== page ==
China Investing in Russian Far East More Than Russian Gov’t

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Apr. 19 – China has invested in the development of Russia’s Far East more than the Russian federal government, Xinhua news agency reports.

Relations between Russia and China, which fought a border war in 1969, have long been marked by mutual suspicion. In the past, that hampered cross-border economic co-operation. But the benefits of trade and investment are beginning to erode old enmities.

Chinese investors have already set up 34 special Chinese zones in the Amur Region and the Primorye and Khabarovsk territories, as well as in the Jewish Autonomous Region, investing about US$3 billion in total over the last year.

This compares with less than US$1 billion allocated for these regions by Moscow in 2010, reports.

In 2011, federal subsidies to the Amur Region are planned at US$170 million, with US$74 million allocated for the Jewish Autonomous Region, US$234 million for the Khabarovsk Territory, and US$344 million for the Primorye Territory. Clearly, these amounts in no way compare with the US$3 billion in Chinese investments.

China stresses that its economic expansion into Russia is natural. “The zones opened by Chinese investors in Russia benefit both sides,” Xinhua quotes Sung Kui, an expert from Heilongjiang’s Academy of Social Sciences, as saying.

The Russian government has said that it wants to invest US$100 billion to develop the region over the next five years, and that China will be a key partner in building roads, railways and ports.

“We know that Russia needs to co-operate with another country to open up the Far East and the natural partner is China, which has far more financial resources than either Japan or South Korea,” Boris Krasnojenov, metals and mining analyst at Renaissance Capital said to Business New Europe.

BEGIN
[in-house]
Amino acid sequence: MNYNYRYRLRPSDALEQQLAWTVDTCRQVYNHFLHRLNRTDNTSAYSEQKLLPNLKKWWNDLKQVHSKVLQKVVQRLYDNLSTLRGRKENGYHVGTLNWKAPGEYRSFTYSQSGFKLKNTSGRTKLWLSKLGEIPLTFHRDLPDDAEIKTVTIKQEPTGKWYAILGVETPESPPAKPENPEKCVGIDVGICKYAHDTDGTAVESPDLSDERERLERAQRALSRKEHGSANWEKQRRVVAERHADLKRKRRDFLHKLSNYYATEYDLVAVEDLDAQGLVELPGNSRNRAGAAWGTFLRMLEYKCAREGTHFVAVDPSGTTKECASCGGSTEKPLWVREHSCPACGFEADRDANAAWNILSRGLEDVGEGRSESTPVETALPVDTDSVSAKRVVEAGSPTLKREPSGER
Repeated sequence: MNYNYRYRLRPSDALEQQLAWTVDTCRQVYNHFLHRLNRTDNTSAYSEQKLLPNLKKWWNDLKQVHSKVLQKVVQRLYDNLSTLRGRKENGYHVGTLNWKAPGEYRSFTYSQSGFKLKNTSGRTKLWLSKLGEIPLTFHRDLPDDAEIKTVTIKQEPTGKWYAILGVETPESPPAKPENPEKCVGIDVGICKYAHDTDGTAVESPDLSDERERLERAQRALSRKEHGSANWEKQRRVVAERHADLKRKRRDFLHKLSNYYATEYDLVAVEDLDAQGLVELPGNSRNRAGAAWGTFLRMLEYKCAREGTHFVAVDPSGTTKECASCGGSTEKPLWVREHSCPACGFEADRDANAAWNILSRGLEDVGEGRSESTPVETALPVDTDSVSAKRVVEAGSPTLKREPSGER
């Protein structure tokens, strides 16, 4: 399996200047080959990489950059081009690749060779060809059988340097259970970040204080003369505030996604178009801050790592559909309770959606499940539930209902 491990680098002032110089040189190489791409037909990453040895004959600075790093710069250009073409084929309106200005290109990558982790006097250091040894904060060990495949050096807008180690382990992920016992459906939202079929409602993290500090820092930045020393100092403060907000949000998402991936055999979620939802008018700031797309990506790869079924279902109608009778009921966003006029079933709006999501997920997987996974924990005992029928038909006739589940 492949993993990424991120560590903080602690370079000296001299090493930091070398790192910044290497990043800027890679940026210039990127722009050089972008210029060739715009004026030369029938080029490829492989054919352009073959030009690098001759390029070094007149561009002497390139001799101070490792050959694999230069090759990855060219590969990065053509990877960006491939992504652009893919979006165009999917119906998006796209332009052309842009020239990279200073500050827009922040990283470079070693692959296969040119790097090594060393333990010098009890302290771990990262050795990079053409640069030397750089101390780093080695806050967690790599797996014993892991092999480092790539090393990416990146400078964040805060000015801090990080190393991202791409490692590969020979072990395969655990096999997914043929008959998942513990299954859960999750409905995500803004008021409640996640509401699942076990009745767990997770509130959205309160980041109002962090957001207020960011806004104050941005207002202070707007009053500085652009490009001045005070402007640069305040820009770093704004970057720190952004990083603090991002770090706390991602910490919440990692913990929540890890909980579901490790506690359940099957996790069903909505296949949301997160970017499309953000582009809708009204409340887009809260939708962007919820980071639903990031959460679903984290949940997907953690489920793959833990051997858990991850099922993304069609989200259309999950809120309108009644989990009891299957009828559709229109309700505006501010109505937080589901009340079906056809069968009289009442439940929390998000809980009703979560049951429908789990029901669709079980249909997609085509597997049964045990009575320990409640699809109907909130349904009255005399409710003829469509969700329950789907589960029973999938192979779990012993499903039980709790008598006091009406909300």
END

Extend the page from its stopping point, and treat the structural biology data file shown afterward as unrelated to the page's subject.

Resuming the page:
“China has never been interested in acquiring controlling stakes in Russian companies,” he says. “What they want is to secure a steady supply of the raw materials they need and build the infrastructure to get it back to the home market. That is their development model everywhere.”

Earlier, in May, 2009, Russian President Dmitry Medvedev admitted in a rare public acknowledgement that unless China invested in large-scale projects in the RFE, Moscow’s plans to develop the region could not materialize.

He also candidly stated that the economic development of the RFE depends on Russians ties with its main Asia-Pacific partners, and that the Russian regional development strategy must be coordinated in tandem with China’s regional strategy of rejuvenating its old industrial base in Northeast China (e.g. Heilongjiang Province).

Some experts believe that it’s likely to expect considerably more Chinese investment in Russia’s Far East as Moscow is in no position to object and desperately needs the capital that China can provide.

These investments demonstrate not just the failure of Russian policy in the RFE, but also China’s growing dominance, through its economic power, of Russian policy toward Asia situation facilitated by the Global Economic Crisis. Russia has seemingly renounced its autocratic dreams in the Far East and solicited Chinese investment, said Stephen Blank from Strategic Studies Institute of the U.S. Army War College.

At the same time Russians are afraid of Chinese influences growing in the region.

“The growth of China so close to our borders is really frightening. I know they want to invest, but many of us fear they will then want to control things here,” says Svetlana Ivanova, a local of Primorye city of Blagoveshchensk.

With thousands of miles of unexplored forest and tundra, Russia’s Far East is sparsely populated, with only 6.7 million people. But what it lacks in people it makes up for in natural resources, with rich seams of iron ore, rare earth metals, gold and coal, which China needs to feed its hurtling economic growth.